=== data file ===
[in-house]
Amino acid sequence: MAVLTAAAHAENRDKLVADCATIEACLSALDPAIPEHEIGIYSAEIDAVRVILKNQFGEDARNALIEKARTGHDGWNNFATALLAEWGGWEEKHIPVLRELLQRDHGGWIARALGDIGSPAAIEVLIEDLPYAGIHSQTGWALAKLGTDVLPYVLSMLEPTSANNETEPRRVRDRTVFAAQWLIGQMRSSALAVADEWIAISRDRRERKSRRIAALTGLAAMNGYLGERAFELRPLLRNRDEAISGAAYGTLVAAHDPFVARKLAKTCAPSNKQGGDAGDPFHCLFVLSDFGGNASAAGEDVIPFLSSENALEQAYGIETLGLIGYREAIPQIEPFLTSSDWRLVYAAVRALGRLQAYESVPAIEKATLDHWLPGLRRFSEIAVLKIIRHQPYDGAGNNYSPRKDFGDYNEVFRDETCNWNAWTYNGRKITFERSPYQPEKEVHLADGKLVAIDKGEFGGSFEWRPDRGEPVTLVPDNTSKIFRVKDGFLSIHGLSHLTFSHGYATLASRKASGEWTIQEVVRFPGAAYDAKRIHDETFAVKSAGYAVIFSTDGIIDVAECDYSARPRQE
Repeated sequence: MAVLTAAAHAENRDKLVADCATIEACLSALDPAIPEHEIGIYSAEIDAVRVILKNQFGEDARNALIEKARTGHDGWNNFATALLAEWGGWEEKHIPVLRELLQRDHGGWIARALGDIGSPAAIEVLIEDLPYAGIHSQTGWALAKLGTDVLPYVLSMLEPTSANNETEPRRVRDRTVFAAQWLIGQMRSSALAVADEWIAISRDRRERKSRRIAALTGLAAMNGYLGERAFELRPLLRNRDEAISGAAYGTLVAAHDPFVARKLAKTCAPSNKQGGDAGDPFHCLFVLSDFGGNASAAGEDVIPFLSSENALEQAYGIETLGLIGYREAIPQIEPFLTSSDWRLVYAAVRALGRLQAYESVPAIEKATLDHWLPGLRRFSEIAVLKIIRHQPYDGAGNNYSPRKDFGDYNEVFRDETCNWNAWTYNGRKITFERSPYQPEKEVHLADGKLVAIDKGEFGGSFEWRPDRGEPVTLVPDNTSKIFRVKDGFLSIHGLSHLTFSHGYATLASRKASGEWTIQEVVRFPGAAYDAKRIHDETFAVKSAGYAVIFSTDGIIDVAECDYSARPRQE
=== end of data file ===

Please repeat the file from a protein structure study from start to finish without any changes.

[in-house]
Amino acid sequence: MAVLTAAAHAENRDKLVADCATIEACLSALDPAIPEHEIGIYSAEIDAVRVILKNQFGEDARNALIEKARTGHDGWNNFATALLAEWGGWEEKHIPVLRELLQRDHGGWIARALGDIGSPAAIEVLIEDLPYAGIHSQTGWALAKLGTDVLPYVLSMLEPTSANNETEPRRVRDRTVFAAQWLIGQMRSSALAVADEWIAISRDRRERKSRRIAALTGLAAMNGYLGERAFELRPLLRNRDEAISGAAYGTLVAAHDPFVARKLAKTCAPSNKQGGDAGDPFHCLFVLSDFGGNASAAGEDVIPFLSSENALEQAYGIETLGLIGYREAIPQIEPFLTSSDWRLVYAAVRALGRLQAYESVPAIEKATLDHWLPGLRRFSEIAVLKIIRHQPYDGAGNNYSPRKDFGDYNEVFRDETCNWNAWTYNGRKITFERSPYQPEKEVHLADGKLVAIDKGEFGGSFEWRPDRGEPVTLVPDNTSKIFRVKDGFLSIHGLSHLTFSHGYATLASRKASGEWTIQEVVRFPGAAYDAKRIHDETFAVKSAGYAVIFSTDGIIDVAECDYSARPRQE
Repeated sequence: MAVLTAAAHAENRDKLVADCATIEACLSALDPAIPEHEIGIYSAEIDAVRVILKNQFGEDARNALIEKARTGHDGWNNFATALLAEWGGWEEKHIPVLRELLQRDHGGWIARALGDIGSPAAIEVLIEDLPYAGIHSQTGWALAKLGTDVLPYVLSMLEPTSANNETEPRRVRDRTVFAAQWLIGQMRSSALAVADEWIAISRDRRERKSRRIAALTGLAAMNGYLGERAFELRPLLRNRDEAISGAAYGTLVAAHDPFVARKLAKTCAPSNKQGGDAGDPFHCLFVLSDFGGNASAAGEDVIPFLSSENALEQAYGIETLGLIGYREAIPQIEPFLTSSDWRLVYAAVRALGRLQAYESVPAIEKATLDHWLPGLRRFSEIAVLKIIRHQPYDGAGNNYSPRKDFGDYNEVFRDETCNWNAWTYNGRKITFERSPYQPEKEVHLADGKLVAIDKGEFGGSFEWRPDRGEPVTLVPDNTSKIFRVKDGFLSIHGLSHLTFSHGYATLASRKASGEWTIQEVVRFPGAAYDAKRIHDETFAVKSAGYAVIFSTDGIIDVAECDYSARPRQE